I lost my Malcolm a month before Christmas a number of years ago! I decided he was irreplaceable, of course, and gave myself time to grieve! A friend shared her two cats with me through Christmas. She was travelling so I visited her beauties twice daily, cuddled, fed and cared for them as I adjusted to the loss of Malcolm. Then, in late January I decided to foster cats until I was ready again! Well, during two plus years of fostering I fell in love and adopted 5 of my fosters! My home is full of feline friskiness and fun! Fostering is a wonderful way to give back while adjusting to the loss of a beloved pet! These cats provide distraction and empathy and unconditional love.

  5. I hope you know how much your insight helps me….most every day!
    Thank you Ingrid…from the bottom of my heart!

  6. Marg says:

    Ingrid, what a great post. I lost my Dad on Christmas Eve 11 years ago, and for a long time I dreaded the holiday season. For a few years, it was just something that I had to get through, not really enjoy, but get through. Now I find that I am looking forward to the holidays and remembering the special times that I spent with my Dad, both at Christmas and at other times. Everybody grieves differently, but I agree completely about talking about the person or pet that has been lost. This is the best way to keep their memories alive. It’s also a great time to remember all that our pets (past and present) give us – their unconditional love, trust and for the most part joy. Wishing everybody peace this Christmas, Marg.

  7. We are so lucky to have other pet bloggers in our group of friends. We cry for their losses and in doing so, we shed tears for our own losses. It never gets easier but the bonds of friendship become more solid and get us through.
    Your post is so beautiful and calming.

  8. Bernadette says:

    Thanks for reminding people of this, Ingrid. Losses come at any time, but the expectations of the holidays complicate grief.

    I lost my Sophie a month before Christmas in 2006, neither she nor I were prepared though we knew she was ill. I was pushing memories aside because I felt some guilt, and keeping all that bottled up made me cry at unexpected times. I remember preparing Christmas dinner and just having tears run down my face. It was that long before Cookie and I could get it together after Sophie, but we did.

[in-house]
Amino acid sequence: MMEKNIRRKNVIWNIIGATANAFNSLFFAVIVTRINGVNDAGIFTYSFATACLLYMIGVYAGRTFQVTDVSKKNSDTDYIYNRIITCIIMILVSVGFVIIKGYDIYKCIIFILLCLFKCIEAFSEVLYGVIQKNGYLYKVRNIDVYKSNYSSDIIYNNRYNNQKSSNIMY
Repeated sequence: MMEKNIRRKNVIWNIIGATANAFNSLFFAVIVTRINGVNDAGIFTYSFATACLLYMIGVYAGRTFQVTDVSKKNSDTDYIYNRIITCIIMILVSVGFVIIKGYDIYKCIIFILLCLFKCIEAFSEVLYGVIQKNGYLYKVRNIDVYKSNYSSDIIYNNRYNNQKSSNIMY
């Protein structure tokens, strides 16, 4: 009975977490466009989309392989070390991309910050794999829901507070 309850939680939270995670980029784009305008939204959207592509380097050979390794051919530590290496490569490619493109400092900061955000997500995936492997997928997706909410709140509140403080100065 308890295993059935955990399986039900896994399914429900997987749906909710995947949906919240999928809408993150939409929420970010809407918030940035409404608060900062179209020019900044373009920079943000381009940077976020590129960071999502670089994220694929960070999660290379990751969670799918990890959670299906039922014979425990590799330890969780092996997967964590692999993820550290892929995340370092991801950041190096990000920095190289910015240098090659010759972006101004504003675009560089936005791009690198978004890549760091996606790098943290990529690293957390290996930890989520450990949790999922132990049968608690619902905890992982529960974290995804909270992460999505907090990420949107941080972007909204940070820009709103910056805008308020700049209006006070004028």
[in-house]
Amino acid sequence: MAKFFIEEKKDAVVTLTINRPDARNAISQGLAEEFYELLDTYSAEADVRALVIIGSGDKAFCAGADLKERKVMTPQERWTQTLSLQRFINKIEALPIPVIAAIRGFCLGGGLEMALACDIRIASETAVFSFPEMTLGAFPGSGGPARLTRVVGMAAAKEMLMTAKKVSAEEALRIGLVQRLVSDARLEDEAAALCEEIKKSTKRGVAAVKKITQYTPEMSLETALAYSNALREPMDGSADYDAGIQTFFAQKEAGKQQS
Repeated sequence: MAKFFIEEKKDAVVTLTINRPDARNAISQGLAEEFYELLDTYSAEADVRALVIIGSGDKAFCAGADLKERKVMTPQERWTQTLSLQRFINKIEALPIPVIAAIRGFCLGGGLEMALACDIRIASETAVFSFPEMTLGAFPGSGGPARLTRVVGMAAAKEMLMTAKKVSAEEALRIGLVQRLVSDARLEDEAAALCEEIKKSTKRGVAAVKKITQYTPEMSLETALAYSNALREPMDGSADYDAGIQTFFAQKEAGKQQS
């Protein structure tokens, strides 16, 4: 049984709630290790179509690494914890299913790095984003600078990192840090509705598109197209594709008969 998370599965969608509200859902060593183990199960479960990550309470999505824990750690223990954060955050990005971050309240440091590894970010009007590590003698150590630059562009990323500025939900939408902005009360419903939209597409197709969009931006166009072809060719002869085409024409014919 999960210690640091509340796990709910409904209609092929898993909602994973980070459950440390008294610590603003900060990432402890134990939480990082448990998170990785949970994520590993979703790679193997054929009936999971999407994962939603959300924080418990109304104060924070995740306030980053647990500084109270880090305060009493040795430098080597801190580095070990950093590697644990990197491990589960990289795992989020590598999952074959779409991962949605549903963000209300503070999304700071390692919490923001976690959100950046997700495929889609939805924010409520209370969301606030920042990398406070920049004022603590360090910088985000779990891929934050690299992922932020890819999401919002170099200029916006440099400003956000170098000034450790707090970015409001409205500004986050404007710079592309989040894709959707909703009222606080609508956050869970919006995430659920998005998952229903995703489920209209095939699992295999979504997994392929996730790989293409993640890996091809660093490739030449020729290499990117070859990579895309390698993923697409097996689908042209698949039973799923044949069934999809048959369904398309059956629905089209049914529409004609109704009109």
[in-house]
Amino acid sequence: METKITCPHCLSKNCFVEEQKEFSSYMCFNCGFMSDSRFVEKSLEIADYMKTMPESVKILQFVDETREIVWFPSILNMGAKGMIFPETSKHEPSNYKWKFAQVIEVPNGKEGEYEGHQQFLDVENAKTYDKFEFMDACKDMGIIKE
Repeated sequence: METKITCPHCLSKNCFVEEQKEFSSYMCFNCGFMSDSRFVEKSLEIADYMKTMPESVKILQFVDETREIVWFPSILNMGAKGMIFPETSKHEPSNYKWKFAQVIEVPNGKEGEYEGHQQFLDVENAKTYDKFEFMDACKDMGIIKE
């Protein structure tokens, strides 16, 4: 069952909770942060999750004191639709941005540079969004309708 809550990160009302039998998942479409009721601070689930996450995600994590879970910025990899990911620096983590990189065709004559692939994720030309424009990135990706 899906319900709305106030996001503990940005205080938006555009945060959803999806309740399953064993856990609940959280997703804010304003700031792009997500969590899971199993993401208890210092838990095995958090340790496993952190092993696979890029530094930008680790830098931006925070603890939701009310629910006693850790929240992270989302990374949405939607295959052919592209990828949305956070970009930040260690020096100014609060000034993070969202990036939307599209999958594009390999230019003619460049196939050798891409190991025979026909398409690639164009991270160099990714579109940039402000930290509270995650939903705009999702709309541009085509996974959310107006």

I actually indulge in memories after a loss, take my time with them and enjoy them even if they make me sad at first–pick up a decoration or look at the weather or a garment and remember something, and stay with it, running it through my memory, each little detail of each moment, until I’ve gone through tears or smiles and I’m ready to put it aside. It’s easy to push the memory aside right away for fear of the pain of remembering a happier time, but get past that hurdle and sometimes you remember wonderful things you’d forgotten.

    • Ingrid says:

      Thanks for sharing your experience, Bernadette. It is so important to not “run” from grief, and as you said, sometimes, consciously remembering despite the pain and sadness can lead to long forgotten memories being uncovered.

  9. Lenda Askren says:

    Thank you for this, we had to put our 2 year old tortie to sleep today and it is really hard for my family and I. This helps and gives me ways to help my twin boys (Calvin & Cody) to whom she was named after CalCo to grive. Again thank you, you could not have picked a better day to post this.

  10. Texas says:

    It must indeed be all the more difficult to lose a furry friend around the holiday season.